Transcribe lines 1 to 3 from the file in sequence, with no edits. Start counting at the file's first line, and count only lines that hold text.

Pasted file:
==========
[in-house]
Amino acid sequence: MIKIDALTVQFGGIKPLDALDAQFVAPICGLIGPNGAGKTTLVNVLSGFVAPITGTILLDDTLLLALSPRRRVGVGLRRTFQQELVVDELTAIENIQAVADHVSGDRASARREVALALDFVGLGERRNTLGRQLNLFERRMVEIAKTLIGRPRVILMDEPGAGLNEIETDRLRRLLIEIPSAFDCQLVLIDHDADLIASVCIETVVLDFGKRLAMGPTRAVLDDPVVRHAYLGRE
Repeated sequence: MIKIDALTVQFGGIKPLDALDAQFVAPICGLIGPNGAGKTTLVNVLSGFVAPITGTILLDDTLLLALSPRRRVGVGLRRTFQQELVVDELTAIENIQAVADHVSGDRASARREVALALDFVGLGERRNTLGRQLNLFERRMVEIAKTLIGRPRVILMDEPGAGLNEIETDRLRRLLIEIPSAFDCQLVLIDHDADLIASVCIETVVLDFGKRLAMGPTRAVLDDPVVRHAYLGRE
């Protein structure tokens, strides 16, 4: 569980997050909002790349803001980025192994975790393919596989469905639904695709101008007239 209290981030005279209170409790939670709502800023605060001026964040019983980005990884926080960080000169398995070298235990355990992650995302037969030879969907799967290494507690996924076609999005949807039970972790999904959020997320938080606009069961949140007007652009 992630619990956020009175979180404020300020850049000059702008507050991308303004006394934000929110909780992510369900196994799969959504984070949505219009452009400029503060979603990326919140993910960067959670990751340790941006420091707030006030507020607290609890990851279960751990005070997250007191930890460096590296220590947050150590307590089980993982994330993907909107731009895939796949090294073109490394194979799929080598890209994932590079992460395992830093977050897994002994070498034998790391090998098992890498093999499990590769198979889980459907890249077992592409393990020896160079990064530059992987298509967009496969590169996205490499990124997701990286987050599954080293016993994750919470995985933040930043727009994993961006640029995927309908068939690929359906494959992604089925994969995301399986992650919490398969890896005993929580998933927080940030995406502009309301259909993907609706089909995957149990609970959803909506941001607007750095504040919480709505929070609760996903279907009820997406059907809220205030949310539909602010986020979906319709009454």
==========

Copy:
[in-house]
Amino acid sequence: MIKIDALTVQFGGIKPLDALDAQFVAPICGLIGPNGAGKTTLVNVLSGFVAPITGTILLDDTLLLALSPRRRVGVGLRRTFQQELVVDELTAIENIQAVADHVSGDRASARREVALALDFVGLGERRNTLGRQLNLFERRMVEIAKTLIGRPRVILMDEPGAGLNEIETDRLRRLLIEIPSAFDCQLVLIDHDADLIASVCIETVVLDFGKRLAMGPTRAVLDDPVVRHAYLGRE
Repeated sequence: MIKIDALTVQFGGIKPLDALDAQFVAPICGLIGPNGAGKTTLVNVLSGFVAPITGTILLDDTLLLALSPRRRVGVGLRRTFQQELVVDELTAIENIQAVADHVSGDRASARREVALALDFVGLGERRNTLGRQLNLFERRMVEIAKTLIGRPRVILMDEPGAGLNEIETDRLRRLLIEIPSAFDCQLVLIDHDADLIASVCIETVVLDFGKRLAMGPTRAVLDDPVVRHAYLGRE